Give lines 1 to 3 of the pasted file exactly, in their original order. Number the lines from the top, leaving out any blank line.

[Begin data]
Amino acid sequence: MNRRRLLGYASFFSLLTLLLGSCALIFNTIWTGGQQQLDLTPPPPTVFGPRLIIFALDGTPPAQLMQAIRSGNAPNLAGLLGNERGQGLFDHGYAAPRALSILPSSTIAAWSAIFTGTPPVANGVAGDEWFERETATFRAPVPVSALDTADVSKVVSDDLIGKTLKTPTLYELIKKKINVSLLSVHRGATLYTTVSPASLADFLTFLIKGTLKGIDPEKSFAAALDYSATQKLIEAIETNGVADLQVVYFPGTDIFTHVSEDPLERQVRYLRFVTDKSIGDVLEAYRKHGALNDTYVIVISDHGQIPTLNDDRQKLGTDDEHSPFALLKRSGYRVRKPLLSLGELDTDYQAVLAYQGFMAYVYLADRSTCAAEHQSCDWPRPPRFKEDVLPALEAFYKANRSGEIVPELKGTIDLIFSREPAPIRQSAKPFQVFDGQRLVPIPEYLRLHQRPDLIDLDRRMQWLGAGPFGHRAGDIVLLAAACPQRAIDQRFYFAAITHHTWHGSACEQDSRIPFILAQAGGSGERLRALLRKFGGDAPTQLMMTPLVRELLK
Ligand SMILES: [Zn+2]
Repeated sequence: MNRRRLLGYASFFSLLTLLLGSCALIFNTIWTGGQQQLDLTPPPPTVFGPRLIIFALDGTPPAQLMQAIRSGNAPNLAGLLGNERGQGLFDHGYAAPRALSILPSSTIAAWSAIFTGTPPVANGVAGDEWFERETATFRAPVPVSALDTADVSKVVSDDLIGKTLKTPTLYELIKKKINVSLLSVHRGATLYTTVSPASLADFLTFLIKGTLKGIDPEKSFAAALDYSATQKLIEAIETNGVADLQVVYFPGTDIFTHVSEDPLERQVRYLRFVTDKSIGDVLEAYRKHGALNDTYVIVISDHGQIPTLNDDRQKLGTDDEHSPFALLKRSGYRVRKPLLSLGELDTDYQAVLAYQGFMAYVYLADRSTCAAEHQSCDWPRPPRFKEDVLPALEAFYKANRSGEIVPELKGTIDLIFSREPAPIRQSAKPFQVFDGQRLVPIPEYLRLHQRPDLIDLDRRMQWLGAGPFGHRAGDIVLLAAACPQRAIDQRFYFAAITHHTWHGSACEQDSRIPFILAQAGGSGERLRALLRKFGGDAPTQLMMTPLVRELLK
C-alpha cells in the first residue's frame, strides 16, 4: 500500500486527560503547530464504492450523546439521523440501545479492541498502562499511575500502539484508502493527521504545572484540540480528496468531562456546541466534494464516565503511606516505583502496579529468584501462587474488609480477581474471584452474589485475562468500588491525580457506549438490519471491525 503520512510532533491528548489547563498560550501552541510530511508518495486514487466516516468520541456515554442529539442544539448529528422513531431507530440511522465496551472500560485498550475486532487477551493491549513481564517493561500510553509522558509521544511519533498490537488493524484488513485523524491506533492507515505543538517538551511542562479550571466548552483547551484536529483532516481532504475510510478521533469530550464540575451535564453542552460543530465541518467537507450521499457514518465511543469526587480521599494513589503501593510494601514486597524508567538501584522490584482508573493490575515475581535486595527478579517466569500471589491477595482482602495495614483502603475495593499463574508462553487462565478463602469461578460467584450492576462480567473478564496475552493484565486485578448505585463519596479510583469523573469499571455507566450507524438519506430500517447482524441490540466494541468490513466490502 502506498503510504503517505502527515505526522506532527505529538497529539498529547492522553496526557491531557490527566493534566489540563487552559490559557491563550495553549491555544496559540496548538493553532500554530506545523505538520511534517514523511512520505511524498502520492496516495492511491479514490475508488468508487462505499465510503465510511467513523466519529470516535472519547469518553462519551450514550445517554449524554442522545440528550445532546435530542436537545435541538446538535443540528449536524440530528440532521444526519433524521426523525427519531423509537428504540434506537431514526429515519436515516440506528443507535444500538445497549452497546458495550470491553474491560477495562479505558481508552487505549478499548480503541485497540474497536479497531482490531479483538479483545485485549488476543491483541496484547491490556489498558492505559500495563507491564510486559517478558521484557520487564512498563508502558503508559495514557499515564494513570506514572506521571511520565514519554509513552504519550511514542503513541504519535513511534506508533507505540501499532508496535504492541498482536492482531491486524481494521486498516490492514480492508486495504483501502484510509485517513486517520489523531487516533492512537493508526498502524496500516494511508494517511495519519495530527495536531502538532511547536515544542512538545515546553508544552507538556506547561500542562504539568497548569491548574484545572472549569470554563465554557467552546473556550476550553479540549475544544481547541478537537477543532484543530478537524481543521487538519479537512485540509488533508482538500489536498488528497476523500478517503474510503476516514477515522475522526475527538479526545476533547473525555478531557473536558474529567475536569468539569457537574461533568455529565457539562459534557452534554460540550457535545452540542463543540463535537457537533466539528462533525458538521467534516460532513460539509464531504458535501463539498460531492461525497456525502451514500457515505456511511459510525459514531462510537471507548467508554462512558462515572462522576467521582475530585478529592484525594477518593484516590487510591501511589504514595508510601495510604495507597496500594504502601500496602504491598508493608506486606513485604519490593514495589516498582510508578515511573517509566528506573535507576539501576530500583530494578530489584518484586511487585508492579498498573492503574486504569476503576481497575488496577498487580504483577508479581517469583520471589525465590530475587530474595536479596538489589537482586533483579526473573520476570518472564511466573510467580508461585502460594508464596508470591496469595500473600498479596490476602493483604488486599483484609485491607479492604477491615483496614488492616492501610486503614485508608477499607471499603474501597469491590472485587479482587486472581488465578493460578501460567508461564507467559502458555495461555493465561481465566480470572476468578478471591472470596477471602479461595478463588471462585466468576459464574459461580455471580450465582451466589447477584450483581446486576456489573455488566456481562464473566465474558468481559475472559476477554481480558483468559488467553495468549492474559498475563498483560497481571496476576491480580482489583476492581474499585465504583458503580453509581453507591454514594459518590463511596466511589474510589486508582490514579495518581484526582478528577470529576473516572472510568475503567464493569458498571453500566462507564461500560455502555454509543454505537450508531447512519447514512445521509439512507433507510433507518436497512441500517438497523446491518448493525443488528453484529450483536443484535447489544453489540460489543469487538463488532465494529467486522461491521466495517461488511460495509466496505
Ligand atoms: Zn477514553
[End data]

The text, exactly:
Amino acid sequence: MNRRRLLGYASFFSLLTLLLGSCALIFNTIWTGGQQQLDLTPPPPTVFGPRLIIFALDGTPPAQLMQAIRSGNAPNLAGLLGNERGQGLFDHGYAAPRALSILPSSTIAAWSAIFTGTPPVANGVAGDEWFERETATFRAPVPVSALDTADVSKVVSDDLIGKTLKTPTLYELIKKKINVSLLSVHRGATLYTTVSPASLADFLTFLIKGTLKGIDPEKSFAAALDYSATQKLIEAIETNGVADLQVVYFPGTDIFTHVSEDPLERQVRYLRFVTDKSIGDVLEAYRKHGALNDTYVIVISDHGQIPTLNDDRQKLGTDDEHSPFALLKRSGYRVRKPLLSLGELDTDYQAVLAYQGFMAYVYLADRSTCAAEHQSCDWPRPPRFKEDVLPALEAFYKANRSGEIVPELKGTIDLIFSREPAPIRQSAKPFQVFDGQRLVPIPEYLRLHQRPDLIDLDRRMQWLGAGPFGHRAGDIVLLAAACPQRAIDQRFYFAAITHHTWHGSACEQDSRIPFILAQAGGSGERLRALLRKFGGDAPTQLMMTPLVRELLK
Ligand SMILES: [Zn+2]
Repeated sequence: MNRRRLLGYASFFSLLTLLLGSCALIFNTIWTGGQQQLDLTPPPPTVFGPRLIIFALDGTPPAQLMQAIRSGNAPNLAGLLGNERGQGLFDHGYAAPRALSILPSSTIAAWSAIFTGTPPVANGVAGDEWFERETATFRAPVPVSALDTADVSKVVSDDLIGKTLKTPTLYELIKKKINVSLLSVHRGATLYTTVSPASLADFLTFLIKGTLKGIDPEKSFAAALDYSATQKLIEAIETNGVADLQVVYFPGTDIFTHVSEDPLERQVRYLRFVTDKSIGDVLEAYRKHGALNDTYVIVISDHGQIPTLNDDRQKLGTDDEHSPFALLKRSGYRVRKPLLSLGELDTDYQAVLAYQGFMAYVYLADRSTCAAEHQSCDWPRPPRFKEDVLPALEAFYKANRSGEIVPELKGTIDLIFSREPAPIRQSAKPFQVFDGQRLVPIPEYLRLHQRPDLIDLDRRMQWLGAGPFGHRAGDIVLLAAACPQRAIDQRFYFAAITHHTWHGSACEQDSRIPFILAQAGGSGERLRALLRKFGGDAPTQLMMTPLVRELLK